I’m a fan of fables, and Hansel and Gretel is one of my favourites. I like the resilience and resourcefulness the children employ to keep themselves going. They didn’t give up and are rewarded for their efforts.
I believe if you are resilient, even in the face of circumstances that aren’t in your favour, you will find yourself on the right path again.
When I was directionless in what I wanted to do for work, I turned to building frameworks that would help guide me. But I’ll be honest – those frameworks were flimsy. They were a lot like the bread crumbs that Hansel and Gretel used to mark their trail into the forest – good in theory, but not in application. My flimsy frameworks were easily dismantled because I had built something unsustainable. When Hansel and Gretel left pebbles behind to guide them, they were more effective because birds ate the bread crumbs, but wouldn’t touch the pebbles.
So I decided to start to using pebbles myself.
The pebbles have helped, but along the way I’ve found that they aren’t really useful unless you use them to retrace – or review – your steps. Getting lost is inevitable. And getting lost doesn’t have to mean that you’re not going forward. Getting lost can also mean that you’re going forward in the wrong direction. And once you realize you’ve been doing that, you’re incredibly grateful for the pebbles.
Recently, I felt a bit lost. I felt as if I had more going on than I could handle. I felt that things were pulling me in a direction that I didn’t want to go. So I retraced my steps and started to review. And that is when the path became clearer.
If you’re feeling lost, here are some steps you can take to find your way again:
1. Look at all of your projects
I took a look at all of my projects – active and planned – and wrote each of them down on a large Evernote Post-It note. I’ve also used paper before when I’ve been stuck, but this was different. These were full-blown projects that I wanted to give the proper amount of focus, energy, and time.
After writing all of my projects down, I stuck them to the wall of my workspace, creating what could best be described as “brainstorm tiling.” My entire wall was covered with these large lime-coloured sticky notes, and that visual alone forced me to see things as they actually were: I had a lot going on.
2. Evaluate each of your projects
Once I placed all of my projects on the wall, I evaluated each one as objectively as possible. My wife sat in the room with me and I talked through each of the projects, almost pitching them to her as I went. Talking out loud about them was incredibly helpful, as it allowed me to view the scope of each project in a way I really hadn’t done since initially putting them through The IDEA Criteria test. I also received some additional perspective from my wife (who has taken on an operational role at Productivityist) that I hadn’t had before. This was beneficial because it forced me to explain things more clearly. If I had trouble doing that for a project, then I knew that the project needed to be defined more. And that meant it needed to incubate longer.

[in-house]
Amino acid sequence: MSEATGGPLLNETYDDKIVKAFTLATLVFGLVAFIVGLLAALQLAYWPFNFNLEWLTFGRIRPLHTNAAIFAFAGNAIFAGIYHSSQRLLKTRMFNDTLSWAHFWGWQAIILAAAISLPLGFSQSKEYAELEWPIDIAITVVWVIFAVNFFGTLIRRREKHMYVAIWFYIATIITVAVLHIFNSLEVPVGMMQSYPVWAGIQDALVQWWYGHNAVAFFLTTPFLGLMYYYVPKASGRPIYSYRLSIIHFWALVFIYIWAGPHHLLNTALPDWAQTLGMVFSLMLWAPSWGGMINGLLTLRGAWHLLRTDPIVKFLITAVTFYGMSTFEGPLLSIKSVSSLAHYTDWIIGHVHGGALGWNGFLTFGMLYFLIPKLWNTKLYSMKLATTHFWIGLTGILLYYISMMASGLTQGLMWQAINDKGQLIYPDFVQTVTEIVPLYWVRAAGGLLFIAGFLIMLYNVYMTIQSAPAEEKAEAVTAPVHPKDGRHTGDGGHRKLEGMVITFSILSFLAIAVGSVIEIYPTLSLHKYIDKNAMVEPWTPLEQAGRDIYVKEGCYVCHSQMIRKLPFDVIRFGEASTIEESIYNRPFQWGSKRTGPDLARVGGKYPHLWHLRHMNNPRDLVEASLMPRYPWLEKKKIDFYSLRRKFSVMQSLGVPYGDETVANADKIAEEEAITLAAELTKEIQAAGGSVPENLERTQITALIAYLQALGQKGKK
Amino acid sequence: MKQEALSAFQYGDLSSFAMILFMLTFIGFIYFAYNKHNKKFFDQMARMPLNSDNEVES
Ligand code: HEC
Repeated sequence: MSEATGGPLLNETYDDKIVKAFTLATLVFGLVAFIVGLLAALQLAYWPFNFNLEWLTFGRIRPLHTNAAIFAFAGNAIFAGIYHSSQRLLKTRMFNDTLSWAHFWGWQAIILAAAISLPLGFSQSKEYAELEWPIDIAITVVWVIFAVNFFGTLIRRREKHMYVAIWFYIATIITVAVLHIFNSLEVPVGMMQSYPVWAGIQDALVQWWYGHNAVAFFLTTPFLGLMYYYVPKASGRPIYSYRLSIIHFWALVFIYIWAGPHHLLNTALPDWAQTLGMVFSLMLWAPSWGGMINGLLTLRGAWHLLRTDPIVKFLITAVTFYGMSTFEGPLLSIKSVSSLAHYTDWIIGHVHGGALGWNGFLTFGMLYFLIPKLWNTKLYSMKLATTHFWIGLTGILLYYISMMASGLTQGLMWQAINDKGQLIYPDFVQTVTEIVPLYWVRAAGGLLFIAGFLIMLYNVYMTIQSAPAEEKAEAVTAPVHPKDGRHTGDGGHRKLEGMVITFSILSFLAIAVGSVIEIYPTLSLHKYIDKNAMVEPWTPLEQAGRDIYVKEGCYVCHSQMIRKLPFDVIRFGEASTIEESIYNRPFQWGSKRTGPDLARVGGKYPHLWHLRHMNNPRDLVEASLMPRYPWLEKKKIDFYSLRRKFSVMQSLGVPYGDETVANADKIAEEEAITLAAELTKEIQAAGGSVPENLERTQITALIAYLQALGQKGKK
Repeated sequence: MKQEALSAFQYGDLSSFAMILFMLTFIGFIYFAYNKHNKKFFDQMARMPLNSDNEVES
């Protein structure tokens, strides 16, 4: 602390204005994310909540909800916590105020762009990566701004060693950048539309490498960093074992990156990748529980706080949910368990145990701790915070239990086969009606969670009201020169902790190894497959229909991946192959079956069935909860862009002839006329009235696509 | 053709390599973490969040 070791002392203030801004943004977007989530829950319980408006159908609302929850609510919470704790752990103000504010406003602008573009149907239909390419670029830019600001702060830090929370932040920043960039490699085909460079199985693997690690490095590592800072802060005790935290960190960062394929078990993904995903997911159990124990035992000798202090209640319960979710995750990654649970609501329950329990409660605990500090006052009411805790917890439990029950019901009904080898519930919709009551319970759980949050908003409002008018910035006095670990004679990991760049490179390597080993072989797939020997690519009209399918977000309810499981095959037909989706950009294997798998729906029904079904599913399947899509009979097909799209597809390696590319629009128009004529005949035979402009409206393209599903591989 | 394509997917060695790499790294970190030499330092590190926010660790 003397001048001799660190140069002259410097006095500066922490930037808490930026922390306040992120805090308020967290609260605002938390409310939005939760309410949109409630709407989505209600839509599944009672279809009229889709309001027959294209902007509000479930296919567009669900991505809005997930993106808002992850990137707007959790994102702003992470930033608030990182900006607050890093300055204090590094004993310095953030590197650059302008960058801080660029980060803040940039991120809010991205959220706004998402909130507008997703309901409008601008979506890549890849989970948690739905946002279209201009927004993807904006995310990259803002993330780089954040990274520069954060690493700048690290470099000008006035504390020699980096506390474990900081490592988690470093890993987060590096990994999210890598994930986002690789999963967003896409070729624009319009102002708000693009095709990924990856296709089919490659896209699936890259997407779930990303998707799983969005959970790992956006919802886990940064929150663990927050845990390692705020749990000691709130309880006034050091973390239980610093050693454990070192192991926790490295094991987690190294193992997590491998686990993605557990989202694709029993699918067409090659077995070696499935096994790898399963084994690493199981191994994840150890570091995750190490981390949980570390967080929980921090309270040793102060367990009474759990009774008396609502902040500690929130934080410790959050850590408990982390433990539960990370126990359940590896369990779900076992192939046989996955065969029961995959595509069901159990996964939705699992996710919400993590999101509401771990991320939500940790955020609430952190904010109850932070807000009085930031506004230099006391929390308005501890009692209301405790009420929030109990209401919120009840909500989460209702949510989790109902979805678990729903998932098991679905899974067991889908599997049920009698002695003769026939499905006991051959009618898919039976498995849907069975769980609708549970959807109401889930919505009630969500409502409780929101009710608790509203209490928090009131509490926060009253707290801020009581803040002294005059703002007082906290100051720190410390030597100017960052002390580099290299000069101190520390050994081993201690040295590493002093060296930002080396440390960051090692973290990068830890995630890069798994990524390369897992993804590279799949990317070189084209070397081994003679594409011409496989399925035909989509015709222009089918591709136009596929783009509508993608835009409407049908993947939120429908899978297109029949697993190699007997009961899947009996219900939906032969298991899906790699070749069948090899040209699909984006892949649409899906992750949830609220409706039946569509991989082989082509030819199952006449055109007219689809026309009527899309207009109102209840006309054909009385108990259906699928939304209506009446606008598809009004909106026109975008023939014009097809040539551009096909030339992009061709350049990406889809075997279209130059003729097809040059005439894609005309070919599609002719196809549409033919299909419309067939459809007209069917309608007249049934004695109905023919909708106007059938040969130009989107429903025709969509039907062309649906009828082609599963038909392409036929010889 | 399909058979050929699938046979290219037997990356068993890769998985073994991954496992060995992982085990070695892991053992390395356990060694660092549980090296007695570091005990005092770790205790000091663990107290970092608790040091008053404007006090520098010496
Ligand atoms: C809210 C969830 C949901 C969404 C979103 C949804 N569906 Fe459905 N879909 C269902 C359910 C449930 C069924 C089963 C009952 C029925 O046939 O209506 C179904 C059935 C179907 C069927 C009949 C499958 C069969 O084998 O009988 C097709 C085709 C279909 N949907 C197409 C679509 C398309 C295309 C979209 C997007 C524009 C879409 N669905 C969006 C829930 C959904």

But the last part of the process was key to really moving things forward for me and my work.
3. Assign dates to each of your projects
I’m not a fan of deadlines, per se. But in order to theme my months appropriately, I needed to attach some delivery dates to the projects that weren’t tossed aside. I wrote down two dates on each Post-It Note:
1. Project development month
2. Project delivery month
Since I had already started to shape my year on the NeuYear calendar earlier in the month, I could now fill in the remaining months with project development themes as I saw fit. I decided that I’d have a buffer between project development months and project delivery months. The buffer wouldn’t be overly large so that I could stave off project scope creep (which is another way of getting lost), but would be there so that I could shift gears from creation mode to marketing mode more effectively.
When the project review process was complete, I had all of my available months themed and delivery dates indicated on my calendar. My projects were more clearly defined and, as a result, so were the months ahead.
We all lose our way from time to time. The key is to have the awareness to know when you are lost so that you know that you need to find your way back to the path you want to take. That knowledge comes from the framework and the workflow you create and foster.
Think ahead now, look back often, and leave a trail that leads the way. That’s how you stay on the right path.